Barbara Hepworth with a difference at Tate Britain

I like Barbara Hepworth, I’ve been to the museum and sculpture garden in St Ives and loved it, so was definitely looking forward to seeing the Tate Britain exhibition. But instead of seeing all the exhibition I went along as a sighted companion with a visually impaired friend on a touch tour and sculpture workshop. The workshop began with everyone donning white gloves and being given the opportunity to touch three of the sculptures in the exhibition – two Barbara Hepworth ones and a Jacob Epstein one.

The first Hepworth sculpture (curved form) was relatively easy to understand, it was roughly a thick piece of metal bent into a ‘U’ shaped, with textured surfaces and a hole (or ‘aperture’ as the facilitators call it) in the back of the base of the ‘U’. Nothing too tricky there.

Curved Form sculpture at Barbara Hepworth exhibition at Tate Britain

Curved Form (Trevalgan) 1956 http://www.tate.org.uk/art/work/T00353

The second however was far more complex and had my friend a lot more perplexed and left me struggling for words for how to describe it apart from saying it was light greenish in colour and looked like it would be a good garden ornament. She felt her way around the winding pieces of metal, feeling up to the top that was almost too high to reach and trying to make a mental image of how all these different pieces of metal fitted together, ultimately giving up as the piece flowed one time too many. In many ways that mirrors the experience of looking at the piece and may well have been the whole point – that you can’t just take it all in easily and understand it as one fixed image and both of us, sighted and non-sighted, liked this piece the most out of the two.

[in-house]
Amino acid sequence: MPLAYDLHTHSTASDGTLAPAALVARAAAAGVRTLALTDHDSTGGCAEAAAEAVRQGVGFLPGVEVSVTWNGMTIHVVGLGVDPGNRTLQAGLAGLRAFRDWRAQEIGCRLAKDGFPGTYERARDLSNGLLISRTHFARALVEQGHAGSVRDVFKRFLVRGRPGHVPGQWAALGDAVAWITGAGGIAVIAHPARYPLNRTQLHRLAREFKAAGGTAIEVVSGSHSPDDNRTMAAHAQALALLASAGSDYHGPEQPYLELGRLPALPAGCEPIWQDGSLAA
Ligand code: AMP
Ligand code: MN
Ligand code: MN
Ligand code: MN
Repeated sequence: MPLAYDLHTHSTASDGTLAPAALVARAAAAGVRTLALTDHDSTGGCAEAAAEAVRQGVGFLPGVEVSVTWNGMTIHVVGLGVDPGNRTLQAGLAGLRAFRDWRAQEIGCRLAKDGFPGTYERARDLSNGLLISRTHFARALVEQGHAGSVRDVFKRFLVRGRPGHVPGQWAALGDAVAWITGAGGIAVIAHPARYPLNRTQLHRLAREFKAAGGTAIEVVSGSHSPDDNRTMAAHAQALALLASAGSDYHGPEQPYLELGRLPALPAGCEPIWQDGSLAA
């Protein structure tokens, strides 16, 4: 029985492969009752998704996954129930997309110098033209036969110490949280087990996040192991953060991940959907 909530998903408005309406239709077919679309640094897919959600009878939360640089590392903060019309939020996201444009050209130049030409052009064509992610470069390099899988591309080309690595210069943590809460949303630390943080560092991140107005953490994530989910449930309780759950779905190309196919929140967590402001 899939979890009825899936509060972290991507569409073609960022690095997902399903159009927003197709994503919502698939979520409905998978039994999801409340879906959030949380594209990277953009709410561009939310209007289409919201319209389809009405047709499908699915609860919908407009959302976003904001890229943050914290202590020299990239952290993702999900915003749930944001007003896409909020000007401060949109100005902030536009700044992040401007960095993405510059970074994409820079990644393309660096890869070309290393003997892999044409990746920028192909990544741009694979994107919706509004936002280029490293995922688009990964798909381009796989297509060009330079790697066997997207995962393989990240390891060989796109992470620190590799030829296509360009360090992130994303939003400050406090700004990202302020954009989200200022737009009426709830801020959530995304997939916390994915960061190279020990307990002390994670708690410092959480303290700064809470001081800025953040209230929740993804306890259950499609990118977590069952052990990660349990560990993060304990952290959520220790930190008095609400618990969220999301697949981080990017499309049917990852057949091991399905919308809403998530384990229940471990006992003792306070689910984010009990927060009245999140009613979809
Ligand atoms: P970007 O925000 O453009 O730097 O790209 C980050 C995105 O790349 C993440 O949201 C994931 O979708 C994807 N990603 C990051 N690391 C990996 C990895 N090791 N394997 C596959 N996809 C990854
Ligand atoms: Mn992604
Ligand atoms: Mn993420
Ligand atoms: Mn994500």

The Epstein sculpture looked like two ducks sitting on top of each other and was very smooth, clean and stylised making it quite pleasing to the touch, but less interesting in terms of connecting to the piece in any way.

There wasn’t too much explanation given about the sculptures, but we did learn how Hepworth took inspiration from nature, which led us on to the next part of the workshop…creating our own clay sculptures! I found this a bit terrifying, I’m definitely not the artist out of the two of us and I’m much more used to facilitating workshops and helping other people make things than having to come up with ideas myself.

My attempt

My sculpture attempt

While my friend set off making an acorn inspired piece that ultimately became a kind of hollow tree trunk I sort of just copied some of the example objects the facilitators had brought to inspire us and when that failed made some random shapes, mumbling something about ‘experimenting with forms’ when my friend asked what I’d made.

It was an interesting experience for both of us and we would definitely go to more workshops like this and although I know it wasn’t all about me maybe my artistic side will be let loose a little more next time!

Barbara Hepworth: Sculpture for a Modern World

Workshop: Free for visually impaired participant and one sighted companion

General entry: £18 adults

Until 25 October 2015

Advertisements

One response to “Barbara Hepworth with a difference at Tate Britain

  1. Pingback: Barbara Hepworth: Sculpture for a Modern World at the Tate through October 25th | the winning review – an inside culture guide·

Leave a Reply

Fill in your details below or click an icon to log in:

WordPress.com Logo

You are commenting using your WordPress.com account. Log Out / Change )

Twitter picture

You are commenting using your Twitter account. Log Out / Change )

Facebook photo

You are commenting using your Facebook account. Log Out / Change )

Google+ photo

You are commenting using your Google+ account. Log Out / Change )

Connecting to %s